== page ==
May 22 - The Consumer Financial Protection Bureau has issued a report highlighting illegal actions uncovered by the bureau’s supervision of the payday, debt collection and consumer-reporting markets. These markets are being federally supervised for the first time. The report also notes that recent non-public CFPB supervisory activities overall have resulted in more than $70 million in remediation to about 775,000 consumers.
“For the first time at the federal level, nonbank financial institutions are subject to supervisory oversight that holds them accountable for how they treat consumers,” said CFPB Director Richard Cordray. “The CFPB’s oversight of banks and nonbanks alike is exposing risky practices and getting results for consumers. We are pleased that our supervision program has been able to return more than $70 million to consumers in recent months.”
Under the Dodd-Frank Wall Street Reform and Consumer Protection Act of 2010 (Dodd-Frank Act), the CFPB has authority to supervise certain nonbanks, including mortgage companies, private student lenders, and payday lenders, as well as nonbanks the Bureau defines through rulemaking as “larger participants.” To date, the Bureau has issued rules to supervise the larger participants in the debt collection, consumer reporting, and student loan servicing markets.
The CFPB often finds problems during supervisory examinations that are resolved without an enforcement action. Recent non-public supervisory actions and self-reported violations at banks and nonbanks resulted in more than $70 million in remediation to approximately 775,000 consumers. These non-public actions have occurred in areas such as deposits, consumer reporting, credit cards, mortgage origination, and mortgage servicing.
The report generally covers supervisory activities between November 2013 and February 2014. In the three nonbank markets highlighted in the report, examiners found that many companies had systemic flaws in their compliance management systems, such as consistently failing to have a system in place to track and resolve consumer complaints. The CFPB expects companies to respond to customer complaints and identify major issues and trends that may pose broader risks to their customers. Examiners also identified additional problem areas within each specific market.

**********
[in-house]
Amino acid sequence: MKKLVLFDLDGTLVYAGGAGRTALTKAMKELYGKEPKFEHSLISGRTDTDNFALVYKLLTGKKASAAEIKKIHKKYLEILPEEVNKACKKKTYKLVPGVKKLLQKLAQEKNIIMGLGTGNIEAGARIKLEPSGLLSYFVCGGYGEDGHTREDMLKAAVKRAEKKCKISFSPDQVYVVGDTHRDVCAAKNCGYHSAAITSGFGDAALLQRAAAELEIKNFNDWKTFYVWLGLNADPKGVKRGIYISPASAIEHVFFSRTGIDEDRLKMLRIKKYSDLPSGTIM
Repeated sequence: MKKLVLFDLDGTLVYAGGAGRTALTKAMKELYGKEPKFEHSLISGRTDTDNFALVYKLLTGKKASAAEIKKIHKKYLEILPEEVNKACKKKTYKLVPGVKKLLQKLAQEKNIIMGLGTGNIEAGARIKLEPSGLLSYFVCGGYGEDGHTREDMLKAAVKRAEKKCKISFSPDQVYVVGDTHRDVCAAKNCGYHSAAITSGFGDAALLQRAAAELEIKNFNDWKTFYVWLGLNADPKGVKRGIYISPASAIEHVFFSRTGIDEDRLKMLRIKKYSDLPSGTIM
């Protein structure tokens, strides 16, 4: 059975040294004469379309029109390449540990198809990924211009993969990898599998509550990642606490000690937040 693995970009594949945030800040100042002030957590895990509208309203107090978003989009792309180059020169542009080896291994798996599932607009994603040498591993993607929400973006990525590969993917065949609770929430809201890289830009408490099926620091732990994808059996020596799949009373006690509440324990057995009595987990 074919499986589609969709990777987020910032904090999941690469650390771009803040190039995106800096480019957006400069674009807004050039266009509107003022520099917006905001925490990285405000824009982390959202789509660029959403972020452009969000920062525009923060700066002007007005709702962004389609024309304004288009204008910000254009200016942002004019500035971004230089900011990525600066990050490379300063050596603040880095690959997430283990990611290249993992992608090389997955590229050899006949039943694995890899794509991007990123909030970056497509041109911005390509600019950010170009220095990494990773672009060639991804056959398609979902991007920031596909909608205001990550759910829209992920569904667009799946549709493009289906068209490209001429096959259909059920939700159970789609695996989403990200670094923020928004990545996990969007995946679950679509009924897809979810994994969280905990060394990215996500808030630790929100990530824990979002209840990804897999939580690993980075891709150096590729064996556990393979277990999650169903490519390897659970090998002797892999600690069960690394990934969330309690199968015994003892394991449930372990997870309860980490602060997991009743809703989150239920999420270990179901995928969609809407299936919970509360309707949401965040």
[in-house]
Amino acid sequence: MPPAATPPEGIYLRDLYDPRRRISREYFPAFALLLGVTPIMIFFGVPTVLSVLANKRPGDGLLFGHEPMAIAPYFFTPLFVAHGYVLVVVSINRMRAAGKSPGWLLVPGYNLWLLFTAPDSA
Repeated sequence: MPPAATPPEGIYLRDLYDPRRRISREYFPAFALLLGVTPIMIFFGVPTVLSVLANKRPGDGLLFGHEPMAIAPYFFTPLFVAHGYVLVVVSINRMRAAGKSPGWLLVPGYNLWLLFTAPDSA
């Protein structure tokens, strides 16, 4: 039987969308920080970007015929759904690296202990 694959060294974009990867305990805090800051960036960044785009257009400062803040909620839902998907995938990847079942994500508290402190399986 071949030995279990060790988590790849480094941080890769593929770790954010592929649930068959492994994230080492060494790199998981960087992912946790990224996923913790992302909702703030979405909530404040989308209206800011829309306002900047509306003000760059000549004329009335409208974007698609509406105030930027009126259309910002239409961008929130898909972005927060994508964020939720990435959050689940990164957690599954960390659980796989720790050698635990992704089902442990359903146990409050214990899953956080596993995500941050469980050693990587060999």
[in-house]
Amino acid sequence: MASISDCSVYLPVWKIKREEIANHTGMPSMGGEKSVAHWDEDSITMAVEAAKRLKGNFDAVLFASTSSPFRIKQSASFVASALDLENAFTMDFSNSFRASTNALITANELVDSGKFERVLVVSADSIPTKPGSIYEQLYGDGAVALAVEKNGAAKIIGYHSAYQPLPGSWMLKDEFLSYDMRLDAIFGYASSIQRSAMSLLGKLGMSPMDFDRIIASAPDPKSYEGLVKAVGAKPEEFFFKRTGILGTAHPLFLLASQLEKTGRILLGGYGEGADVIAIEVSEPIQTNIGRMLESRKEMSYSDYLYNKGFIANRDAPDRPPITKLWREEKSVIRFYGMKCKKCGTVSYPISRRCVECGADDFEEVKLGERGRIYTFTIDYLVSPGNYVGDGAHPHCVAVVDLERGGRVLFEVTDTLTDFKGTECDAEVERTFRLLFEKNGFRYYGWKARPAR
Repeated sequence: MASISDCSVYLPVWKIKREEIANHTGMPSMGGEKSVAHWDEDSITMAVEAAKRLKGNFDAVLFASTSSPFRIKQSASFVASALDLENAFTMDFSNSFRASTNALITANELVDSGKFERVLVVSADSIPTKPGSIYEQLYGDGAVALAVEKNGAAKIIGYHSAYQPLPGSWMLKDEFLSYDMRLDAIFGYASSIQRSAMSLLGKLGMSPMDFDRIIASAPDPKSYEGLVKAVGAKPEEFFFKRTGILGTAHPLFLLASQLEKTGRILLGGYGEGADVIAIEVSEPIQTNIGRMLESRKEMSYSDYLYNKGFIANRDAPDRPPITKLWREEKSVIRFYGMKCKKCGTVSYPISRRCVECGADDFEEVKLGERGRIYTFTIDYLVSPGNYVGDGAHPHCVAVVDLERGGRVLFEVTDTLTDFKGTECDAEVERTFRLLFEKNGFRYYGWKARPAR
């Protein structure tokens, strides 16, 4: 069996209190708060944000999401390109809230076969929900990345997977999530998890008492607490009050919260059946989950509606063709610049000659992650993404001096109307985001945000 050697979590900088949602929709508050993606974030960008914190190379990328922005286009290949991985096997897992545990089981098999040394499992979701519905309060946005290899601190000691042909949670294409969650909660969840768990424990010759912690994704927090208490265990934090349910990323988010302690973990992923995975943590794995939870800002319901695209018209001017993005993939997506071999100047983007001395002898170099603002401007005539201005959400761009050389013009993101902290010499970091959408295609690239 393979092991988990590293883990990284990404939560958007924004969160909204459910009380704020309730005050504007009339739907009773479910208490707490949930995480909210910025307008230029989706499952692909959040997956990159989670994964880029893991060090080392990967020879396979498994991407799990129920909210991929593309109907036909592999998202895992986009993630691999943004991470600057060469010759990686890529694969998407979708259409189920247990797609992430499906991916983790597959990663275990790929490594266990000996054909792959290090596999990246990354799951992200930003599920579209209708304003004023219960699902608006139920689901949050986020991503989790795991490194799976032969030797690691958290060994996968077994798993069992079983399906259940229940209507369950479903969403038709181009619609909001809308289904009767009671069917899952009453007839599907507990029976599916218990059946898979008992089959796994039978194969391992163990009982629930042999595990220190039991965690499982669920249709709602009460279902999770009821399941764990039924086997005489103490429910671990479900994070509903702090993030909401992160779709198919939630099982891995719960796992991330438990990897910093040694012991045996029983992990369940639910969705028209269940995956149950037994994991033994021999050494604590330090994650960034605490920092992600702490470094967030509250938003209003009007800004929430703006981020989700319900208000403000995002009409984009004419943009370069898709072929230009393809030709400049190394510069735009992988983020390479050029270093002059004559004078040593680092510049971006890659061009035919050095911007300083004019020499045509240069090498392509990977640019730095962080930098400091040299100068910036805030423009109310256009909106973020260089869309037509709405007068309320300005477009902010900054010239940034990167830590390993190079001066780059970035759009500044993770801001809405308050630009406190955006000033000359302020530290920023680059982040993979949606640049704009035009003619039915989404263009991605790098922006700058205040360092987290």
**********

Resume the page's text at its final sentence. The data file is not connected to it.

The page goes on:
Payday loans are frequently described as a way for consumers to bridge a cash-flow shortage between paychecks or the receipt of other income. Payday loans often have small-dollar amounts, require borrowers to repay quickly, and ask that a borrower give lenders access to repayment through a claim on the borrower’s deposit account. The problems that CFPB examiners found in the payday market include:
· Lenders deceiving consumers to collect debt: When payday lenders called borrowers to collect debt, they sometimes threatened to take legal actions they did not actually intend to pursue. Examiners cited these threats as unlawful deceptive practices. Other lenders threatened to impose additional fees or to debit borrowers’ accounts at any time, when this was not allowed by their contract. Examiners also found lenders lied about non-existent promotions to induce borrowers to call back about their debt.
· Lenders illegally harassing borrowers and visiting consumers at work: CFPB examiners found that payday lenders called borrowers multiple times per day. When lenders failed to accurately track how many times they had called a borrower, it increased the risk of a borrower receiving excessive calls. Examiners also found that employees of payday lenders would sometimes visit borrowers’ workplaces in attempts to collect debt. Such practices by lenders can violate the Dodd-Frank Act’s prohibition on unfair practices.